Michael writes me asking:
Hi, I am currently working towards my PPL but am still not ready for solo despite having approximately 35 hours of flight time. The problem is the landing – the flare in particular – and I just do not seem to be getting it. Initially, I was not flaring at all and hitting the runway quite hard. Now I seem to flare too much and end up climbing again before finally landing quite far down the runway. I am training in a Piper Cadet and would appreciate any tips you can provide so that I can finally move towards solo flight. Many Thanks, Michael
Thanks for your question. First off, I wouldn’t worry about how much flight time you have accumulated so far. In fact, I’m sure your instructor has told you, “Everyone solos at different times” and that is very true. I’ve had some students who honestly could have soloed at 5 hours and others who I nervously signed off at 40+. There are so many factors that determine when someone is ready (mentally, physically, legally) going to solo.
The MOST important thing to remember when landing is to “RELAX“. That is not some famous aviation acronym, just some practical advice to take a deep breath, follow your instructor’s advice and land the airplane. I would guess that at this point, you are thinking much too hard about the landing. Because of your insecurities with the amount of time it has taken you to solo, you are overly focused in those last few precious seconds before touchdown. Just RELAX. That doesn’t mean don’t flare or flare slowly (you already knows what happens when you do that) but just be calm and smooth about it. Have confidence, you can do it. The feeling of the flare will come to you, just like it as to many others. Some of my worst landings happen when I’m trying too hard to get a “greaser” and some of my best landings come when I’m just doing what works. In other words, I perform better on landings, when I’m not thinking too much about it.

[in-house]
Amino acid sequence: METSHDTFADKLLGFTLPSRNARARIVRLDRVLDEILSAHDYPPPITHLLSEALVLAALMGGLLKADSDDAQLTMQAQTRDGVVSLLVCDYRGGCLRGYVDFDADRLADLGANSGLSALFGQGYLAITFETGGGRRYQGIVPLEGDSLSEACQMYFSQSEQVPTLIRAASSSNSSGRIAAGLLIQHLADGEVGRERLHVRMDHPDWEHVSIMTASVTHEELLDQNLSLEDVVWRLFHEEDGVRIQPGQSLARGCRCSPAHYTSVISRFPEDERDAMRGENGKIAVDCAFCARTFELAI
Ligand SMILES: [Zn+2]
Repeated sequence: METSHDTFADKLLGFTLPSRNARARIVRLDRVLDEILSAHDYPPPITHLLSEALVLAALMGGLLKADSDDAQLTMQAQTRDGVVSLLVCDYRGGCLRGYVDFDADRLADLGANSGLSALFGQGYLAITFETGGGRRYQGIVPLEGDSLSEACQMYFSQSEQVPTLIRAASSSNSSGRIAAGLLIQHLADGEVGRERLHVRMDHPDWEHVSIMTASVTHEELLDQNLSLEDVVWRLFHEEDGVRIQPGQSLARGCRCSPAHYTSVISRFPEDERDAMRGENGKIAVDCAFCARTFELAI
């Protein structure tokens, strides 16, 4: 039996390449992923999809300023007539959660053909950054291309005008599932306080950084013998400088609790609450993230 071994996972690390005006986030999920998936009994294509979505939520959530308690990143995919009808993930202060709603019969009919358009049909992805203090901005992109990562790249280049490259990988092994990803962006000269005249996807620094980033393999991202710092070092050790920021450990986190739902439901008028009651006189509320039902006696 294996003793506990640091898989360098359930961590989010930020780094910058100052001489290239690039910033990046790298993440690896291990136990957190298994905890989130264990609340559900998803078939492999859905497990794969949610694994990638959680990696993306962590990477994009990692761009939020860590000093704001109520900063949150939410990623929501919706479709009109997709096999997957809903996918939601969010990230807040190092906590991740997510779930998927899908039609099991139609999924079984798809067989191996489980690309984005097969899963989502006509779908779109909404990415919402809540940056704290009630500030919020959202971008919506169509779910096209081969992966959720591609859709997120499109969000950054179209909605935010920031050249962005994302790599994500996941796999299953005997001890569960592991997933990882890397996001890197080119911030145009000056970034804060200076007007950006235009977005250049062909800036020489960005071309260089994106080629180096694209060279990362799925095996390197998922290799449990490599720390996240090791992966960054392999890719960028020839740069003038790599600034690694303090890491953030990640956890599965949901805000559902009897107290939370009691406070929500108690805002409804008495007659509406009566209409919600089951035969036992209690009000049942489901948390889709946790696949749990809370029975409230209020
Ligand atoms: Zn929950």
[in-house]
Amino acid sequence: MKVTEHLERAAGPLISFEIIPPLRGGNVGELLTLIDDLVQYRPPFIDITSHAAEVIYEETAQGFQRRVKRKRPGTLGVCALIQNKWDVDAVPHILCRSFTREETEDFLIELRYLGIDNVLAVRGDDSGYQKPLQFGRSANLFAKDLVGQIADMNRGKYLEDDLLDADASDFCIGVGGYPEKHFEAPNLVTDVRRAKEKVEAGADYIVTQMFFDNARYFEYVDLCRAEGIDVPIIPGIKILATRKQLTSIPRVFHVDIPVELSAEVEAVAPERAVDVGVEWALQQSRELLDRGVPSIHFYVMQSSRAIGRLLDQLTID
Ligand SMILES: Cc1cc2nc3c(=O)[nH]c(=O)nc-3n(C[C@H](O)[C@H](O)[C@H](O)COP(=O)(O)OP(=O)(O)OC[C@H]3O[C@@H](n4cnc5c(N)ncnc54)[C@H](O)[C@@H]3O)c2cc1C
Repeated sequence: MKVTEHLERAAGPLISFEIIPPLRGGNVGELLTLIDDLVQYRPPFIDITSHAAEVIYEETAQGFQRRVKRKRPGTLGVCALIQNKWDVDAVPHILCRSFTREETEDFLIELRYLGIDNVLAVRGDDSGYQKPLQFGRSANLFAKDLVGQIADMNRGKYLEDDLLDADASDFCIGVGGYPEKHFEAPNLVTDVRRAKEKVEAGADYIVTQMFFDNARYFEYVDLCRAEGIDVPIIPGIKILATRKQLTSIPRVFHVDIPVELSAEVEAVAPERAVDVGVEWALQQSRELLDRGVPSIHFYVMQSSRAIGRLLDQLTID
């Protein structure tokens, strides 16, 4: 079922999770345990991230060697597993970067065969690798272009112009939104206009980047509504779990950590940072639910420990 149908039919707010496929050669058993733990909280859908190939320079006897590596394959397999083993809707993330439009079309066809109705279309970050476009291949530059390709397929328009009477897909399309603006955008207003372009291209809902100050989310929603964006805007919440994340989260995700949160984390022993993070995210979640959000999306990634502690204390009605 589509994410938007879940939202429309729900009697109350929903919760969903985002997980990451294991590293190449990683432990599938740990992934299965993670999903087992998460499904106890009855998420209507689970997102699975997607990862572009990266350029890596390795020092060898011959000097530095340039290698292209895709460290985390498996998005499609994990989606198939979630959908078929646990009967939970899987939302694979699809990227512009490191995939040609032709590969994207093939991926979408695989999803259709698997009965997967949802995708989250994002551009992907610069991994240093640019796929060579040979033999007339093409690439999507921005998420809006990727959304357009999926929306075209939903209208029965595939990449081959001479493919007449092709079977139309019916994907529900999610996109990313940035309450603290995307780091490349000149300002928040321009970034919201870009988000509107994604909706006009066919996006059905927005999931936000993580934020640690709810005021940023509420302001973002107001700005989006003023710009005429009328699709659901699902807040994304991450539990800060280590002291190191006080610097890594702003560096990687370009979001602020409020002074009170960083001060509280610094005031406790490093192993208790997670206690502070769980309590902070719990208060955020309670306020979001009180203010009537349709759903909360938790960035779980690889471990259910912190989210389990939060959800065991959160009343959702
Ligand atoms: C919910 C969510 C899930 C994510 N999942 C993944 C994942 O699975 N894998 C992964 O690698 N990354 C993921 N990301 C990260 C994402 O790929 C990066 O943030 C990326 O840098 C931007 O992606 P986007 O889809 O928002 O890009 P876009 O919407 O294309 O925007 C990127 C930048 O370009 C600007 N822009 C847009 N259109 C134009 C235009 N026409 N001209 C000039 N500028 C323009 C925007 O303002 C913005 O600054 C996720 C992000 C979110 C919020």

On a more practical note, one thing that helped me when I was learning to land was trying to visualize the landing from an outside perspective. I don’t know if you are familiar with flight simulator programs, but in Microsoft Flight Simulator you can select the “S” key on your keyboard and cycle through different views. When you are setting up for a landing, hit the “S” key in your mind and for a brief second, cycle the views till you get an outside view of your aircraft. Visualize the landing gear hanging below your airplane and what the correct pitch attitude would look like in order for the main gear to slowly come in contact with the surface. Visualize your landing and your success. This is very important to do. You have to see it in order to believe in it.
Trying Looking at your landings from another perspective
Maintaining the proper airspeed is important
Another thing, and one that I’m sure your instructor has taught you, is the important of a stabilized approach. Every good landing is preceded by a good approach. Make sure you are focused on making standard patterns and that at each stage of the pattern you are precisely where you should be in relation to airspeed, altitude and power. Know your approach speeds for each setting of flaps and your pattern segment (downwind, base, final). Good landings are possible out of a unstabilized approach, but not easy. Make it easy on yourself and begin with a stabilized approach to the airport.
Sometimes it is also helpful to fly with another instructor just to break through this kind of plateau. There might be one little instructional nugget that you are missing with your current instructor that another instructor could provide for you. Also, sometimes just hearing a different physical voice in your headset during your landing could be the difference. A good instructor will not fight you on this request.
Hang in there. Like I said before, every pilot solos at a different times and don’t become preoccuiped with thinking about how it might be taking you longer than someone else. Just relax and fly the airplane.